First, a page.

By Rebekah Hill, Marketing Communications Executive IJM UK
We’ve all seen the adverts on telly. The children from Africa, with flies on their face. The orphaned baby who isn’t getting the AIDS medication they need, the young boy with a distended stomach, the little girl drinking dirty water. We see the poverty, the dirt, the disease. We see the pain and sadness on those children’s faces. And our hearts break. We know those children don’t deserve it, that they deserve better and deserve our help.
As human beings, it is natural for us to feel compassion, to empathise with those in pain. As Gary Haugen recently claimed in his TED talk, "the fight against global poverty is probably the broadest, longest-running manifestation of the phenomenon of human compassion in the history of our species.”
But there is another - albeit difficult - truth. Dare we acknowledge the hidden question: can poverty really be beaten?
Perhaps controversially, Haugen suggests that the answer is no. At least, not until a deeper problem is solved first: the problem of violence.
What good is it to build a new school, if the girls are raped when walking to and from it? What good is it to provide micro loans, if the community business owners are rounded up and wrongly imprisoned? What good is it to build a new well, if the community leaders don’t allow free access to it?
Each of these are good things in themselves. Child sponsorship, micro loans or traditional foreign aid each play an important part in addressing global poverty. But they will not successfully stop the violence, because they were never intended to. And without this, their attempt to address poverty will never truly be effective.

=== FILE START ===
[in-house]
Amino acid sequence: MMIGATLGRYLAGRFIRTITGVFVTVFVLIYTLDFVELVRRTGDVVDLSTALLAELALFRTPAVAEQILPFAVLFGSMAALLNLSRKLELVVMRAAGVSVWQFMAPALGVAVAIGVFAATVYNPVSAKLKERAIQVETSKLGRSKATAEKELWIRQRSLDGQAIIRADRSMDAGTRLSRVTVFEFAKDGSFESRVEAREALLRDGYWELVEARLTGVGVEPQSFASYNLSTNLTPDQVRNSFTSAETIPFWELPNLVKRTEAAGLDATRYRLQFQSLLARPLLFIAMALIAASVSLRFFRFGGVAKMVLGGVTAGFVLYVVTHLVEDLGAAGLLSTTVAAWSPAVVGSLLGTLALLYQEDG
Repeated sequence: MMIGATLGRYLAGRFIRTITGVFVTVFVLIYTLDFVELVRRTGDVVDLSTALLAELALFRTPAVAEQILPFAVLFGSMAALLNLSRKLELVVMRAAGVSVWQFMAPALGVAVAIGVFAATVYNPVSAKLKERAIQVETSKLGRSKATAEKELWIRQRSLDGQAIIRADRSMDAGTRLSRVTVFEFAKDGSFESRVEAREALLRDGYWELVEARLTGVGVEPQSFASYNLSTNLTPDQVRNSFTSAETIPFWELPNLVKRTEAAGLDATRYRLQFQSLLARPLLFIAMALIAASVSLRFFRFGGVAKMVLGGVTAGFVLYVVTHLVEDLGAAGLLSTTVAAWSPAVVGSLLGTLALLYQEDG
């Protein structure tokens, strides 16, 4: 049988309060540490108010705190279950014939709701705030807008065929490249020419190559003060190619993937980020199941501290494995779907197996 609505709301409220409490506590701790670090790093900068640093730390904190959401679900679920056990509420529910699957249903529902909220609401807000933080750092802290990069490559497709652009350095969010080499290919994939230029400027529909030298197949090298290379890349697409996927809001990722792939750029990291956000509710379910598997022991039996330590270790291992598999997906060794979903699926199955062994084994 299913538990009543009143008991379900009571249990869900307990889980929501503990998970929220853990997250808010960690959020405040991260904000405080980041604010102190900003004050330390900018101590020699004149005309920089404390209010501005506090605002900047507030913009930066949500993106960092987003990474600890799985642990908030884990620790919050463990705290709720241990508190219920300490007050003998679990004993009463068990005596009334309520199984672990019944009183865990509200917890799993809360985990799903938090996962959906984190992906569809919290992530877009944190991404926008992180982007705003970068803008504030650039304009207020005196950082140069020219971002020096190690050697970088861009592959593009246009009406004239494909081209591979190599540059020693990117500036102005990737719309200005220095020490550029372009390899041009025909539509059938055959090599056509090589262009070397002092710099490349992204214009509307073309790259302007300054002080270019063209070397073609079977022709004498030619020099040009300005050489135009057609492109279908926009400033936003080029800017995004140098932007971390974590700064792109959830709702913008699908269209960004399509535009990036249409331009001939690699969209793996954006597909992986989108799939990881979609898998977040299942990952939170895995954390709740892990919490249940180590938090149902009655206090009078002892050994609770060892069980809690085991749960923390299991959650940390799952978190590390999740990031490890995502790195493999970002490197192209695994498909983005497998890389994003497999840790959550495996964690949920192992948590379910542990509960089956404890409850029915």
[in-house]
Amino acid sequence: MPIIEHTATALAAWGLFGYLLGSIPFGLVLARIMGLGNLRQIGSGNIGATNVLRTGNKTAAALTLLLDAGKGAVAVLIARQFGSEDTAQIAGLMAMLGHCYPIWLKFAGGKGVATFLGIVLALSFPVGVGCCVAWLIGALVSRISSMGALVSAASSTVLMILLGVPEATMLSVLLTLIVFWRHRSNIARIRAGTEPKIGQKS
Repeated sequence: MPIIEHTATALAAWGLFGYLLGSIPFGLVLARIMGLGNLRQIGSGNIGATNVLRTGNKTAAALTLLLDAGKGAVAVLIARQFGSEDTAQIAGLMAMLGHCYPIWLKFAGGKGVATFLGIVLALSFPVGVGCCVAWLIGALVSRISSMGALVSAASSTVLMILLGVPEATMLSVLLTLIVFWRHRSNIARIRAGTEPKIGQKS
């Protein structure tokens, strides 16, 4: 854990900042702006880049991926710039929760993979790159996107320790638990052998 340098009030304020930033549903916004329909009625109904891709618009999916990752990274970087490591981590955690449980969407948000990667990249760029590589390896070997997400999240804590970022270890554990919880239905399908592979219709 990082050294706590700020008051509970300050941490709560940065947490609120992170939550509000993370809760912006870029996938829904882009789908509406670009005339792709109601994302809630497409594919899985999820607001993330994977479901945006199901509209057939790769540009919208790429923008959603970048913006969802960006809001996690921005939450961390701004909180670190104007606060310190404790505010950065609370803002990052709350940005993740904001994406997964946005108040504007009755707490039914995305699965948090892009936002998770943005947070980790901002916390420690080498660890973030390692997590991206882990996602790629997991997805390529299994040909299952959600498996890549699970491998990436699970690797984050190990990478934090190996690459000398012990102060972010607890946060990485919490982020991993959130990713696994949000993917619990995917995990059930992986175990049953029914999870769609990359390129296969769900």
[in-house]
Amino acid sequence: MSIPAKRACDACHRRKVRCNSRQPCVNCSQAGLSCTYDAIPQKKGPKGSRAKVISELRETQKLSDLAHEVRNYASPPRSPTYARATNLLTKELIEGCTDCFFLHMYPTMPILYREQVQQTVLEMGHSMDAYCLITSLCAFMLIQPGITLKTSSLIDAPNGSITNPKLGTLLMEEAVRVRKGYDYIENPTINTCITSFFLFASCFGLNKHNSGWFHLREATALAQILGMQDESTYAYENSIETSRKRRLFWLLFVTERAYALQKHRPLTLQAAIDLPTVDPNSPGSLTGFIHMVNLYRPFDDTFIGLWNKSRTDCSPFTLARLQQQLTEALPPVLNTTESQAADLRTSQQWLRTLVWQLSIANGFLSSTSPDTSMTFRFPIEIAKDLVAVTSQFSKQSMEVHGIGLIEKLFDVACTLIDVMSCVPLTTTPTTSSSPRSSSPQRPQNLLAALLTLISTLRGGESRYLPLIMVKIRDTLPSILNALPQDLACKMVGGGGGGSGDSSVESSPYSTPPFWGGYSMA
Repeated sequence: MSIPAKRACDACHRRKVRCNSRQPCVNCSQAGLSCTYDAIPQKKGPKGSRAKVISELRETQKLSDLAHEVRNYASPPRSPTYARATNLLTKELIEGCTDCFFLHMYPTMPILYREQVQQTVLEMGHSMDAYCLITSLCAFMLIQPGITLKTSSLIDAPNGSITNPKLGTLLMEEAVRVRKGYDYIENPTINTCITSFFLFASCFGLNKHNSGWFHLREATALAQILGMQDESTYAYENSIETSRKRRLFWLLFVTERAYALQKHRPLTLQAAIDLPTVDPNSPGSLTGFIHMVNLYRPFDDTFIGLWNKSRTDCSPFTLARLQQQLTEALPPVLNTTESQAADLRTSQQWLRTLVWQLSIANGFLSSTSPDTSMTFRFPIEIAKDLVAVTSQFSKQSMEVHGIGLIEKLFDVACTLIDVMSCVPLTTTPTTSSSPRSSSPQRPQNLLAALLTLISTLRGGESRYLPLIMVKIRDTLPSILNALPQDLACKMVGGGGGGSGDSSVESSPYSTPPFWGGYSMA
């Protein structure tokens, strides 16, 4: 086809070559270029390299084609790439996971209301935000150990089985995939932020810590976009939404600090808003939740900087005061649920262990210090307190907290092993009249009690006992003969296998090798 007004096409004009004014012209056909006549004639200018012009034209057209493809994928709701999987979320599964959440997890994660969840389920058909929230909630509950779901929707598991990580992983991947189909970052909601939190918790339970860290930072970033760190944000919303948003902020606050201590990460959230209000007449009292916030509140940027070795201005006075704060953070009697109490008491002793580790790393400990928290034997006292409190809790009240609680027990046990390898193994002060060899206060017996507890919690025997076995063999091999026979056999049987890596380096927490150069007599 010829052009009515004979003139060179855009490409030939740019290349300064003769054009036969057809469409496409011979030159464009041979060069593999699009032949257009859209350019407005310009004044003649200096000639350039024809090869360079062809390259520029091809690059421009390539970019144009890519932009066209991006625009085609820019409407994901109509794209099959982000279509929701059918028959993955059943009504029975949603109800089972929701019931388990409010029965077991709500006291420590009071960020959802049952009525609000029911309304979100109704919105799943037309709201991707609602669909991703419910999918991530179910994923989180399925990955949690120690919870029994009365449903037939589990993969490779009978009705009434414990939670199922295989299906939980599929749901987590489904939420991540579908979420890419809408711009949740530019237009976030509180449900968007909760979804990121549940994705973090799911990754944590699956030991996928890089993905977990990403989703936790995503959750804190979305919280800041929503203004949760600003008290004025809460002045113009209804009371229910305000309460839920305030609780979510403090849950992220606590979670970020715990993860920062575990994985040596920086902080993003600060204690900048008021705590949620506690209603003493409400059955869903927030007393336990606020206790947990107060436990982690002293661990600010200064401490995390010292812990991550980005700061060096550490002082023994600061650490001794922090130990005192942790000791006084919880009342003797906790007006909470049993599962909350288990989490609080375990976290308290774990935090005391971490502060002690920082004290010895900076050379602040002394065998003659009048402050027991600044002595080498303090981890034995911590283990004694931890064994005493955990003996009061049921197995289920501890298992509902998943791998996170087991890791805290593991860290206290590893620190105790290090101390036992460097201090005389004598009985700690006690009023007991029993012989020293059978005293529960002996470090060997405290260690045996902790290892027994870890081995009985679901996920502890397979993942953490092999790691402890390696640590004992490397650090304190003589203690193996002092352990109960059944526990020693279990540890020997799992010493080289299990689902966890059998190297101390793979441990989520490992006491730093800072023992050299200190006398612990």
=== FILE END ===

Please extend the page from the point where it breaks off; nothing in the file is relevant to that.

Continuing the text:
Haugen suggests that up until now, we have missed this problem because, "we can’t focus our compassion on what we can’t see.” We see the slums, the distended stomachs, and the dirty water. But we don’t see the rape that goes on behind closed doors, or the widow who is threatened in her home by a family member with a machete.
Worse still, we don’t see the fear that this violence instils. The fear that stops a girl walking to school and accessing the education she needs for a better life. The fear that stops parents saving for their child’s education, because they know the police could come and simply take that money one day with impunity.
But the good news is that this can, and is, changing. By addressing the issue of violence, by protecting the poor from abuse and exploitation in the first place, we can begin to improve the foundations that make all the other measures – the food, the clean water, the medication – effective. Then, we may be able to beat poverty too.